I asked commenter James and the Giant Peach a long question, based on Electric Angel’s posts here and here on Islam:

@ James: I remember you said previously (here, and also here and here) that you are yourself a convert from Islam, and since that is part of ElectricAngel’s subject here, I was wondering if you could share with us, a bit of how you came to know Christ, and if in sharing the Gospel with you, anyone pointed to any parts of the Koran that dealt with Christ, or Old Testament prophets like Moses, and Abraham, and used such in teaching you, and what you think of the notion of us Christians doing so, to try to reach Muslims living in our midst, or elsewhere for that matter? Do you think that can be part of an effective witnessing / evangelizing strategy? Does the fact of Islam having certain elements of teachings in common with Christianity help reach Muslims? Or does the distortion of them (e.g. the misunderstanding / misrepresentation of the Trinity, the Islamic teaching that Jesus was horrified at the notion of being considered divine, etc.) present a barrier? Or is irrelevant?

Just wondering what your thoughts might be on the subject.

James graciously replied:

@Will You can make it a guest post or not, I’m not sure if it is worth a self post but it is up to you.

But anyways, before I was a Christian, I noticed that the way Christian political leaders, pastors and newspapers in America work is that they appeal via moral superiority to the masses. As a specific case (divorce), Dalrock himself points this out constantly by referring to articles on the Christian Post, or Focus on the Family, where the author is very happy that the Christian divorce rate is lower than the general population rate. Despite the Christian divorce rate still being around a giant 30%. So then Christians are able to be happy and exclaim, that there must be something real about Christianity if it lowers divorce rates so much! And indeed there might be.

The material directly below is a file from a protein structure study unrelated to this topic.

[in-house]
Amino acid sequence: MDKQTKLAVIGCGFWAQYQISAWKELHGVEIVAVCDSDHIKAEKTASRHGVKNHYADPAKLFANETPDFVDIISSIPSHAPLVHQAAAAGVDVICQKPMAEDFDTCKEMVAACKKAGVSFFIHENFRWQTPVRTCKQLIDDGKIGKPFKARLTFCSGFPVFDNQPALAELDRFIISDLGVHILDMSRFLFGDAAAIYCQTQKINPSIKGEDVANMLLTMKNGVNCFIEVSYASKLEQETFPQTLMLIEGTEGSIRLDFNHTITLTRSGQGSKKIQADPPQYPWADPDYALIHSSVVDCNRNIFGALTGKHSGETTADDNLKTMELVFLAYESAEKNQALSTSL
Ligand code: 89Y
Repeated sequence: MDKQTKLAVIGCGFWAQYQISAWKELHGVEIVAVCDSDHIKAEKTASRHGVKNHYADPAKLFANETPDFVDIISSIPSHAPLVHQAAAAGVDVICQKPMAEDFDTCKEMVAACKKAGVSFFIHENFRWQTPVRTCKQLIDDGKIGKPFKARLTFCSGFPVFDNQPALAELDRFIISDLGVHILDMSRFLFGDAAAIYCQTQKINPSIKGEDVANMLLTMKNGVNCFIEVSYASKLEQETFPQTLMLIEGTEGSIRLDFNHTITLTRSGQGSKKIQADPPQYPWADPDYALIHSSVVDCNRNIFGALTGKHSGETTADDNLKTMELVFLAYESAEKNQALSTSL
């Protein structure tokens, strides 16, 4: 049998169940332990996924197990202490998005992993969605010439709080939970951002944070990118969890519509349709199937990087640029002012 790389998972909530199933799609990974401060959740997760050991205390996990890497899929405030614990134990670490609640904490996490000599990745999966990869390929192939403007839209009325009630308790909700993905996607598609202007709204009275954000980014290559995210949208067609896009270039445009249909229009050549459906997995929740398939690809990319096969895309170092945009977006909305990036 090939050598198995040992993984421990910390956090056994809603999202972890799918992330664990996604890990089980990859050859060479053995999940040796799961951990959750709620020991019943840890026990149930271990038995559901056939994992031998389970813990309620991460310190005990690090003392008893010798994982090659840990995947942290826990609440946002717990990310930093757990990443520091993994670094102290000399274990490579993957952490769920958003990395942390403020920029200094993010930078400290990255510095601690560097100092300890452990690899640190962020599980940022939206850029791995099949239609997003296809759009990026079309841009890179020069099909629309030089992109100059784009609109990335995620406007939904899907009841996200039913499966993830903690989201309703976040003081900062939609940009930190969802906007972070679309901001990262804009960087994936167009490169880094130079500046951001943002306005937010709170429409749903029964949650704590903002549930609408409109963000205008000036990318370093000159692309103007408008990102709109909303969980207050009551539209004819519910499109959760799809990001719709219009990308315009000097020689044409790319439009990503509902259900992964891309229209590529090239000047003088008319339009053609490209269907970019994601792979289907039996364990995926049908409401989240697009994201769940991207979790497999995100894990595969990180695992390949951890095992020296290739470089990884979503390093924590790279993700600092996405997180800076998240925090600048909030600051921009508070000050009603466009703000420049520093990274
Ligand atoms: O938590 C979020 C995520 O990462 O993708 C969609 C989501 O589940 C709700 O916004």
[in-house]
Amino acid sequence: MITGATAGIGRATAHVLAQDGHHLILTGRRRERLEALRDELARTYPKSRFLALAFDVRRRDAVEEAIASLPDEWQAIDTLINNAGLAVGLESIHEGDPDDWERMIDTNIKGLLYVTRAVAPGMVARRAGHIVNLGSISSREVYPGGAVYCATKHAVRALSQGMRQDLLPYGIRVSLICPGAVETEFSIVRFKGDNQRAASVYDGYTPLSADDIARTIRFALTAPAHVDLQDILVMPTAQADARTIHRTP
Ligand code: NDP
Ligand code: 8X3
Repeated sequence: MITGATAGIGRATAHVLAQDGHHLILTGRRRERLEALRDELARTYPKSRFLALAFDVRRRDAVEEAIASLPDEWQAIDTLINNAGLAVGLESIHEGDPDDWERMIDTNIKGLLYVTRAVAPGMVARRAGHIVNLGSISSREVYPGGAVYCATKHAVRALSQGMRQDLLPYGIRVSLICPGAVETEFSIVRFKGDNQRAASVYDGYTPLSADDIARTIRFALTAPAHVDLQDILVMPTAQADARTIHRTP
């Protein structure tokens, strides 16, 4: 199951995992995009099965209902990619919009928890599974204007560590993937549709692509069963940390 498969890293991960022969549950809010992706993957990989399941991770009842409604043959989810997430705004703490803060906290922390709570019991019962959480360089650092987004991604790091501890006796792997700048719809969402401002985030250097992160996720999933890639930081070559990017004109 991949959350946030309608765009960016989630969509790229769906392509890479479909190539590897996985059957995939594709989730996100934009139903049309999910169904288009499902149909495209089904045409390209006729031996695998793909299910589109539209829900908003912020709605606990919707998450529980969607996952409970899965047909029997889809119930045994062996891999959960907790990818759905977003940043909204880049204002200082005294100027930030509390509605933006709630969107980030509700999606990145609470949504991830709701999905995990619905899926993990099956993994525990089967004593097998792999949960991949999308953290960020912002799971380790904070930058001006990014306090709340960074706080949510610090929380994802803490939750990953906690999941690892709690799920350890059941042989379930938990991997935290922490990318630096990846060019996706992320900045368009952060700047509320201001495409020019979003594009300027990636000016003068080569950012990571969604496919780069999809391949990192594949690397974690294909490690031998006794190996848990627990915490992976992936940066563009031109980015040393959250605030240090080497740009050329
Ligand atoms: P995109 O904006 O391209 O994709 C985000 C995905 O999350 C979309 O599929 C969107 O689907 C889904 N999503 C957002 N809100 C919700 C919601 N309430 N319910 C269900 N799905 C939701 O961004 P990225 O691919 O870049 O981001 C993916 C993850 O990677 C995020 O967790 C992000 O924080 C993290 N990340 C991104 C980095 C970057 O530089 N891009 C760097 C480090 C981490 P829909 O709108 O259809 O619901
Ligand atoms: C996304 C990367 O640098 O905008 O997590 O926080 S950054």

No Muslim will ever be convinced by that argument. Take for example, my Muslim family. My mother is 1 of 7 children. My father is 1 of 7 children. Out of my vast amount of relatives there was maybe 1 divorce. That’s it. The country my parents come from currently has a divorce rate of about 20% which is seen as super high, and as a result, the Islamist party gets elected into power to restore traditional values. The 20% general population divorce rate isn’t even half of the United States general population divorce rate and people are already trying to change society to counteract this. And this country, is one of the most liberal Muslim states in existence. So the whole “Christians are a positive moral influence on general society” argument doesn’t appeal to Muslims because from their point of view, even the Christian standard is lacking compared to the most liberal Muslim state. This isn’t only specific to the case of divorce though, but that’s beyond the scope of this post and divorce is just the example I am using to show you the Muslim mindset. Also, any argument you enter with a Muslim person, they can show that Christian/Western government influence has always made them worse (and more Islamic). You can take the entire MiddleEast and North Africa region as an example, Churchill causing a systematic famine in the Bengal areas of India killing 4 million people contributing to the almost entirely Muslim state of Bangladesh, etc. etc. If you want to play the moral superiority game with Muslims, they will beat you at your own game by pointing cultural trends, and in addition to that point out countless examples in the past centuries where Western countries (which they associate wholly with Christians) have utterly messed up Muslim countries/communities. So if you want to convert Muslims, you really have to avoid that route.